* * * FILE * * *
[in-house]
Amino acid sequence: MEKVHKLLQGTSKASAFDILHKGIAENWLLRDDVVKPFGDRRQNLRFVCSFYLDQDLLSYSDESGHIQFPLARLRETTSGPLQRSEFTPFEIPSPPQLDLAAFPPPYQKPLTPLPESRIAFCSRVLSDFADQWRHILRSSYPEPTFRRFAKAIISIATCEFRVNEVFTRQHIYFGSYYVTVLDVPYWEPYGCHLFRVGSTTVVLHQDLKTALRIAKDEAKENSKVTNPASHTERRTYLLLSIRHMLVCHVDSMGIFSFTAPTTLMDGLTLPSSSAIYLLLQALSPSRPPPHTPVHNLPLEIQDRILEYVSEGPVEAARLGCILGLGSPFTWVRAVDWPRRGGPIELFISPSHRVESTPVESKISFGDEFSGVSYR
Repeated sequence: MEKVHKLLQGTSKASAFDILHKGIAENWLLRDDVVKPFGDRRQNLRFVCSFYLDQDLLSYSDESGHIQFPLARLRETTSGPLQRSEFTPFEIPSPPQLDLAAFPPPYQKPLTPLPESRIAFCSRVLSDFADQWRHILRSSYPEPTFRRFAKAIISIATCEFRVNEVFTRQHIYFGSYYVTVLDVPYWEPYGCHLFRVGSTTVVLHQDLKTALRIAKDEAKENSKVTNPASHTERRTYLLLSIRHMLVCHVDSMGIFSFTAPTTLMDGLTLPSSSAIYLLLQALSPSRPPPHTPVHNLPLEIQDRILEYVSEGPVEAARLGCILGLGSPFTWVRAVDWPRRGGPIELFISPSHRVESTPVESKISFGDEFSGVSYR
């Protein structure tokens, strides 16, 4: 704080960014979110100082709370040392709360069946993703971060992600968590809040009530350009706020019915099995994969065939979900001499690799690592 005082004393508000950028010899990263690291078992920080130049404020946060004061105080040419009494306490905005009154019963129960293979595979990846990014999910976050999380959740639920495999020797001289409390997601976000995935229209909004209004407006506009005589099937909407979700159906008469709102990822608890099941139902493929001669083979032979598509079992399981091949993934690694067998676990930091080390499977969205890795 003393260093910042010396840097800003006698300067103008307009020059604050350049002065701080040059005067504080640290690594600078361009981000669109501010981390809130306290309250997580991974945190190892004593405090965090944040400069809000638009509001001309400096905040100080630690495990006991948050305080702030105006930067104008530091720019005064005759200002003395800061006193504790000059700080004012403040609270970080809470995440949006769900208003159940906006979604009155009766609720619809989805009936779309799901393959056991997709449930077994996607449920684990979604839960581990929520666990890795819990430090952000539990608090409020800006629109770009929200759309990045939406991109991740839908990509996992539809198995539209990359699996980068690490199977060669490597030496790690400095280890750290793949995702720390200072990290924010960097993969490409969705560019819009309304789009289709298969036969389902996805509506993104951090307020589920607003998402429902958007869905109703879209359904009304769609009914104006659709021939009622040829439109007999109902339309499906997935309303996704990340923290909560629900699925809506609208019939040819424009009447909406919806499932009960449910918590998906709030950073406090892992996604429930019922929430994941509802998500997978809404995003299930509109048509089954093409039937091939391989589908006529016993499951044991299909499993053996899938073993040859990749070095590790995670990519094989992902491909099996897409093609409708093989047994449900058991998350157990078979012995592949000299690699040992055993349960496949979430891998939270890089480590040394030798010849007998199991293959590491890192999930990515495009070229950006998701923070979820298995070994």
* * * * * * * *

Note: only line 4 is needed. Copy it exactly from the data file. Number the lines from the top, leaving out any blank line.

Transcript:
């Protein structure tokens, strides 16, 4: 704080960014979110100082709370040392709360069946993703971060992600968590809040009530350009706020019915099995994969065939979900001499690799690592 005082004393508000950028010899990263690291078992920080130049404020946060004061105080040419009494306490905005009154019963129960293979595979990846990014999910976050999380959740639920495999020797001289409390997601976000995935229209909004209004407006506009005589099937909407979700159906008469709102990822608890099941139902493929001669083979032979598509079992399981091949993934690694067998676990930091080390499977969205890795 003393260093910042010396840097800003006698300067103008307009020059604050350049002065701080040059005067504080640290690594600078361009981000669109501010981390809130306290309250997580991974945190190892004593405090965090944040400069809000638009509001001309400096905040100080630690495990006991948050305080702030105006930067104008530091720019005064005759200002003395800061006193504790000059700080004012403040609270970080809470995440949006769900208003159940906006979604009155009766609720619809989805009936779309799901393959056991997709449930077994996607449920684990979604839960581990929520666990890795819990430090952000539990608090409020800006629109770009929200759309990045939406991109991740839908990509996992539809198995539209990359699996980068690490199977060669490597030496790690400095280890750290793949995702720390200072990290924010960097993969490409969705560019819009309304789009289709298969036969389902996805509506993104951090307020589920607003998402429902958007869905109703879209359904009304769609009914104006659709021939009622040829439109007999109902339309499906997935309303996704990340923290909560629900699925809506609208019939040819424009009447909406919806499932009960449910918590998906709030950073406090892992996604429930019922929430994941509802998500997978809404995003299930509109048509089954093409039937091939391989589908006529016993499951044991299909499993053996899938073993040859990749070095590790995670990519094989992902491909099996897409093609409708093989047994449900058991998350157990078979012995592949000299690699040992055993349960496949979430891998939270890089480590040394030798010849007998199991293959590491890192999930990515495009070229950006998701923070979820298995070994």